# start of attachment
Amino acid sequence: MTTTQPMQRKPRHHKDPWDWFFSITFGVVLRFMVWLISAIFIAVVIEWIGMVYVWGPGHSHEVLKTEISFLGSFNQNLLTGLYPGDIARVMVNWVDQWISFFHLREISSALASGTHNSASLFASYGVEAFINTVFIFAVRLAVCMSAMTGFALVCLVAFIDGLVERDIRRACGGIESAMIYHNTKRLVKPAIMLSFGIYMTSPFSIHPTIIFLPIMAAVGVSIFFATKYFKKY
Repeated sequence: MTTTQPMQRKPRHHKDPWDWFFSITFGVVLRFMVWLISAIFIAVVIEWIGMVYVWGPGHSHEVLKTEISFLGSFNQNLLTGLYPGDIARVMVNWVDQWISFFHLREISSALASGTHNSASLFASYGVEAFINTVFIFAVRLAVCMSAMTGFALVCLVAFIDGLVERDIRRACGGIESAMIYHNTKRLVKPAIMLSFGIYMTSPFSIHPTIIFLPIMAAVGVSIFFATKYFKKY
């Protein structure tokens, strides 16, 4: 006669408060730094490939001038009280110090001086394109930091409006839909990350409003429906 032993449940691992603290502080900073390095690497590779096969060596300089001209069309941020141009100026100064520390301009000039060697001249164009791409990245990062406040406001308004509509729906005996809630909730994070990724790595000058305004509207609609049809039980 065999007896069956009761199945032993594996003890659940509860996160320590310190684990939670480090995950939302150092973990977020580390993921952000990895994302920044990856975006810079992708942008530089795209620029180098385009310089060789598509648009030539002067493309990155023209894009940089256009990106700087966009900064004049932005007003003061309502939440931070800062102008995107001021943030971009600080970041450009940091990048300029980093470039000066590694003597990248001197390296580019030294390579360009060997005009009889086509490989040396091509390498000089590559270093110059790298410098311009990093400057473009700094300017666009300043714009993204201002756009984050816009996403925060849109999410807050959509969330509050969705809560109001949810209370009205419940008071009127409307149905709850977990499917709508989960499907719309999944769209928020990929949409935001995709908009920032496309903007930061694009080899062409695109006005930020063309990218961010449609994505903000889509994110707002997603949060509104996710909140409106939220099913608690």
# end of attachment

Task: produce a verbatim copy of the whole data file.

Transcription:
Amino acid sequence: MTTTQPMQRKPRHHKDPWDWFFSITFGVVLRFMVWLISAIFIAVVIEWIGMVYVWGPGHSHEVLKTEISFLGSFNQNLLTGLYPGDIARVMVNWVDQWISFFHLREISSALASGTHNSASLFASYGVEAFINTVFIFAVRLAVCMSAMTGFALVCLVAFIDGLVERDIRRACGGIESAMIYHNTKRLVKPAIMLSFGIYMTSPFSIHPTIIFLPIMAAVGVSIFFATKYFKKY
Repeated sequence: MTTTQPMQRKPRHHKDPWDWFFSITFGVVLRFMVWLISAIFIAVVIEWIGMVYVWGPGHSHEVLKTEISFLGSFNQNLLTGLYPGDIARVMVNWVDQWISFFHLREISSALASGTHNSASLFASYGVEAFINTVFIFAVRLAVCMSAMTGFALVCLVAFIDGLVERDIRRACGGIESAMIYHNTKRLVKPAIMLSFGIYMTSPFSIHPTIIFLPIMAAVGVSIFFATKYFKKY
């Protein structure tokens, strides 16, 4: 006669408060730094490939001038009280110090001086394109930091409006839909990350409003429906 032993449940691992603290502080900073390095690497590779096969060596300089001209069309941020141009100026100064520390301009000039060697001249164009791409990245990062406040406001308004509509729906005996809630909730994070990724790595000058305004509207609609049809039980 065999007896069956009761199945032993594996003890659940509860996160320590310190684990939670480090995950939302150092973990977020580390993921952000990895994302920044990856975006810079992708942008530089795209620029180098385009310089060789598509648009030539002067493309990155023209894009940089256009990106700087966009900064004049932005007003003061309502939440931070800062102008995107001021943030971009600080970041450009940091990048300029980093470039000066590694003597990248001197390296580019030294390579360009060997005009009889086509490989040396091509390498000089590559270093110059790298410098311009990093400057473009700094300017666009300043714009993204201002756009984050816009996403925060849109999410807050959509969330509050969705809560109001949810209370009205419940008071009127409307149905709850977990499917709508989960499907719309999944769209928020990929949409935001995709908009920032496309903007930061694009080899062409695109006005930020063309990218961010449609994505903000889509994110707002997603949060509104996710909140409106939220099913608690």